Search for novel antipsychotic drugs: dopamine forever?
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KeywordsAripiprazole Atypical Antipsychotic Agent Receptor Antagonist Activity Drug Development Effort Secondary Negative Symptom
During the history of antipsychotic medications, the dopamine D2 receptor has been the crucial main target of drug action. Typical antipsychotics, which dominated the first 25 years of antipsychotic treatment as well as atypical antipsychotics, medications of the last three decades, all retained dopamine D2 receptor antagonism as the basic mode of action. Whether the superior side-effect profile (fewer extrapyramidal symptoms) of atypical antipsychotic agents is due to their serotonin 5-HT2A receptor antagonist activity or to their looser binding to the dopamine D2 receptor is still a matter of debate. Brain imaging studies demonstrating a strong relationship between dopamine D2 receptor occupancy and clinical effects and side effects of antipsychotics gave fundamental support for a central role of dopamine D2 receptors in the pathology and therapy of schizophrenia. The clinical failure of alternative approaches lacking the D2 component, such as selective serotonin 5-HT2A and dopamine D4 receptor antagonists further pointed at the indispensable role of D2 antagonism. The recently developed atypical antipsychotic agent, aripiprazole, while preserving the predominant D2 action, introduced a new pharmacological approach: dopamine D2 receptor partial agonism. An appropriate degree of partial agonism presumably results in effective blockade of overstimulated dopamine D2 receptors and improvement in psychotic symptoms, while it prevents the induction of extrapyramidal side effects or secondary negative symptoms by avoiding complete silencing of dopaminergic transmission. In recent years, the glutamatergic hypothesis for the pathology of the disease has gradually gained acceptance. Beside theoretical considerations, this concept was initially fuelled by some successful trials with the glutamate NMDA receptor co-agonists glycine, D-cycloserine and D-serine on the negative symptoms of the disease. However, their efficacy was modest and these compounds were still applied as adjunct therapy to the standard D2 dopaminergic antipsychotics. The most recent and, perhaps, most promising ''challenge'' to the D2 centred therapy of schizophrenia has been the successful proof of concept trial with the selective metabotropic glutamatergic receptor mGlu2/mGlu3 agonist prodrug compound, LY2140023. However, confirmation of the clinical efficacy of the compound is still awaited, and it has been raised that the compound may eventually affect - though indirectly - dopaminergic mechanisms. It seems, despite several burial attempts and attractive alternative hypotheses and tremendous drug development efforts, the therapy of schizophrenia cannot - so far - detach itself from the dopaminergic system.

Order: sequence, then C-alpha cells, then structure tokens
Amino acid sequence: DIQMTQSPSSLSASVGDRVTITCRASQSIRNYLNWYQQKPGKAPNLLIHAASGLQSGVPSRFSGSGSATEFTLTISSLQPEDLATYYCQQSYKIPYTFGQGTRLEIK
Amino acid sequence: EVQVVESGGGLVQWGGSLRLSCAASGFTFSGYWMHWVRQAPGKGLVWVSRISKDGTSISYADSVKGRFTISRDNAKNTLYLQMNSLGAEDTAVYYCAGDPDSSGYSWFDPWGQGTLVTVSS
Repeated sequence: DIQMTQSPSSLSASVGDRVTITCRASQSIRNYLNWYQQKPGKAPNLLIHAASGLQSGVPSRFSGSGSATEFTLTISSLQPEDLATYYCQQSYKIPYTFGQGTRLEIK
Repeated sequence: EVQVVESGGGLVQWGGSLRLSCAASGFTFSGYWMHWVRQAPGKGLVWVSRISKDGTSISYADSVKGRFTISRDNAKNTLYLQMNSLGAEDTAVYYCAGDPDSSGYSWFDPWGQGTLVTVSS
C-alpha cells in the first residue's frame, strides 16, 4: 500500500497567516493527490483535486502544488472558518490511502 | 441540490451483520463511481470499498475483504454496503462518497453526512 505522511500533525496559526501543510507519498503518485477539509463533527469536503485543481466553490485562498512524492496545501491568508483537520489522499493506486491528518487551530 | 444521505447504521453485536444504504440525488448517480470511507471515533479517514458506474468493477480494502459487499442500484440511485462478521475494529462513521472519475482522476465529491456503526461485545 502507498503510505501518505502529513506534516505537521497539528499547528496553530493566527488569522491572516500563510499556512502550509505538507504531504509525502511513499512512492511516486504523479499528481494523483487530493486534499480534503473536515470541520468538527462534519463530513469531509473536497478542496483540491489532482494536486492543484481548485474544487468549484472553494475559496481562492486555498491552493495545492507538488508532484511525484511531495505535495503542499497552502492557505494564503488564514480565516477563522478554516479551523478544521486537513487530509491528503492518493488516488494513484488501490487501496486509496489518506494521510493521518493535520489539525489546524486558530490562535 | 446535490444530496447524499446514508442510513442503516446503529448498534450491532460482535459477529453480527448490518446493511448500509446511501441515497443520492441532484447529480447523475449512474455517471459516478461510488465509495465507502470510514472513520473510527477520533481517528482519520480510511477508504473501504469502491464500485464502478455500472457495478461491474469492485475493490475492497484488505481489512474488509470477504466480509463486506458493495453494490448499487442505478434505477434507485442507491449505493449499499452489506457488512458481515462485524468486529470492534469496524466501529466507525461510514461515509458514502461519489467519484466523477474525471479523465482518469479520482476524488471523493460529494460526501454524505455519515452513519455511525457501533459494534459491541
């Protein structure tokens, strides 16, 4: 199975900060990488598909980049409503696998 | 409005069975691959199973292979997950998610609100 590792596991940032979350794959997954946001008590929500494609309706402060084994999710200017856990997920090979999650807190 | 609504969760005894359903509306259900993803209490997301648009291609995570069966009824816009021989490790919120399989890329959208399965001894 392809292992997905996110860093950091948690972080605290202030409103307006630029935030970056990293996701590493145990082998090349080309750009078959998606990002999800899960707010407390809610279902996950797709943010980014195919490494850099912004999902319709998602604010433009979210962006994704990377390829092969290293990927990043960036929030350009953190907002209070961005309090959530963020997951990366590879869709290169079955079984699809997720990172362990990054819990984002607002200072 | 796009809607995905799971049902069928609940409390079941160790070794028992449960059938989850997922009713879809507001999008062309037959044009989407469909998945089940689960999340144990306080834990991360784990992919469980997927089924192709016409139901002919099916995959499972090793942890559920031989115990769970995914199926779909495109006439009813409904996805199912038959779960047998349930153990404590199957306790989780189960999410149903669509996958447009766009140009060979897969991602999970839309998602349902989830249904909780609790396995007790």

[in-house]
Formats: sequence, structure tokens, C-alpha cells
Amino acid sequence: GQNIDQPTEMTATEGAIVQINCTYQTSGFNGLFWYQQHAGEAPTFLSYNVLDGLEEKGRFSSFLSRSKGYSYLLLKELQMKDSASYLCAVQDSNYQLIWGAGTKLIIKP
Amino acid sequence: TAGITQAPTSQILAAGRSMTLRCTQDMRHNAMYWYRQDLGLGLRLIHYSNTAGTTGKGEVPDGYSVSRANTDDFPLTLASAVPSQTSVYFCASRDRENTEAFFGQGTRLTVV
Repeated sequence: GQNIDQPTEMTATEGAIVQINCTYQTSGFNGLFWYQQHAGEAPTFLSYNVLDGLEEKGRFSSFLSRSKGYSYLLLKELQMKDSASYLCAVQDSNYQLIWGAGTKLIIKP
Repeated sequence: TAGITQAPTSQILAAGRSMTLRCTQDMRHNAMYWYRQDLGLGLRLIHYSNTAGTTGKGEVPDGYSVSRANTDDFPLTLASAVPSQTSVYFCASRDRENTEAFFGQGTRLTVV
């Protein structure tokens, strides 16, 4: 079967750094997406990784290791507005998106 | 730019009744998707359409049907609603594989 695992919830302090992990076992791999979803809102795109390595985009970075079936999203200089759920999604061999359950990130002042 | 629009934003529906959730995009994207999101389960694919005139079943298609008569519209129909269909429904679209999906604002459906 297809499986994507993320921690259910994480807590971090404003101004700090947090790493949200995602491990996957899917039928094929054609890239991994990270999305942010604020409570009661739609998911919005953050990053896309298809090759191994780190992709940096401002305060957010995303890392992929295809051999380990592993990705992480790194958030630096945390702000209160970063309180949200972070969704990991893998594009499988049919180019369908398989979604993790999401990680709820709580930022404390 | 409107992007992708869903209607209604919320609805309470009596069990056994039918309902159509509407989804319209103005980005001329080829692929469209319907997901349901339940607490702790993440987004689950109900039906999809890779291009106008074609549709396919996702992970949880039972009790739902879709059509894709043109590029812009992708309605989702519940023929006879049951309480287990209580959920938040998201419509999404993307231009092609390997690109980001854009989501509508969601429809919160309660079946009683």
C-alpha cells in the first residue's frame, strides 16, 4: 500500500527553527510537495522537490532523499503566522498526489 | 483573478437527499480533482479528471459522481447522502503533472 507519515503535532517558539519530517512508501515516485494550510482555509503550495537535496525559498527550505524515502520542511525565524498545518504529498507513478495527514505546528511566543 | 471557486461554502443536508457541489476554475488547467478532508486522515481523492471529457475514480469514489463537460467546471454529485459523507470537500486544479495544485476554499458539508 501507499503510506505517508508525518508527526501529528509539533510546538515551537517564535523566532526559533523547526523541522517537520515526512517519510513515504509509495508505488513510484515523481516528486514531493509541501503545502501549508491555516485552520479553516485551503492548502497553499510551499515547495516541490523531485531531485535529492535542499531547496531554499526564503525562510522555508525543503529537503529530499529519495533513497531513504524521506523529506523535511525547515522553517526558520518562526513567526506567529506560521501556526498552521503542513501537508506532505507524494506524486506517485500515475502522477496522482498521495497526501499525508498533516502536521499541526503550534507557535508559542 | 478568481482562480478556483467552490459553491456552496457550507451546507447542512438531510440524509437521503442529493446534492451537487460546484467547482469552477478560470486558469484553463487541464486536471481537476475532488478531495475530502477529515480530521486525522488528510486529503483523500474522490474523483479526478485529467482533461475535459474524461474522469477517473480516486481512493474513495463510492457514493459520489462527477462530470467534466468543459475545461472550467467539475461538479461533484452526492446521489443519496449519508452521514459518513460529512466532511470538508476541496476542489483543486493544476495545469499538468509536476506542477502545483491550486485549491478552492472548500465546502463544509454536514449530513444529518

This article is published under license to BioMed Central Ltd.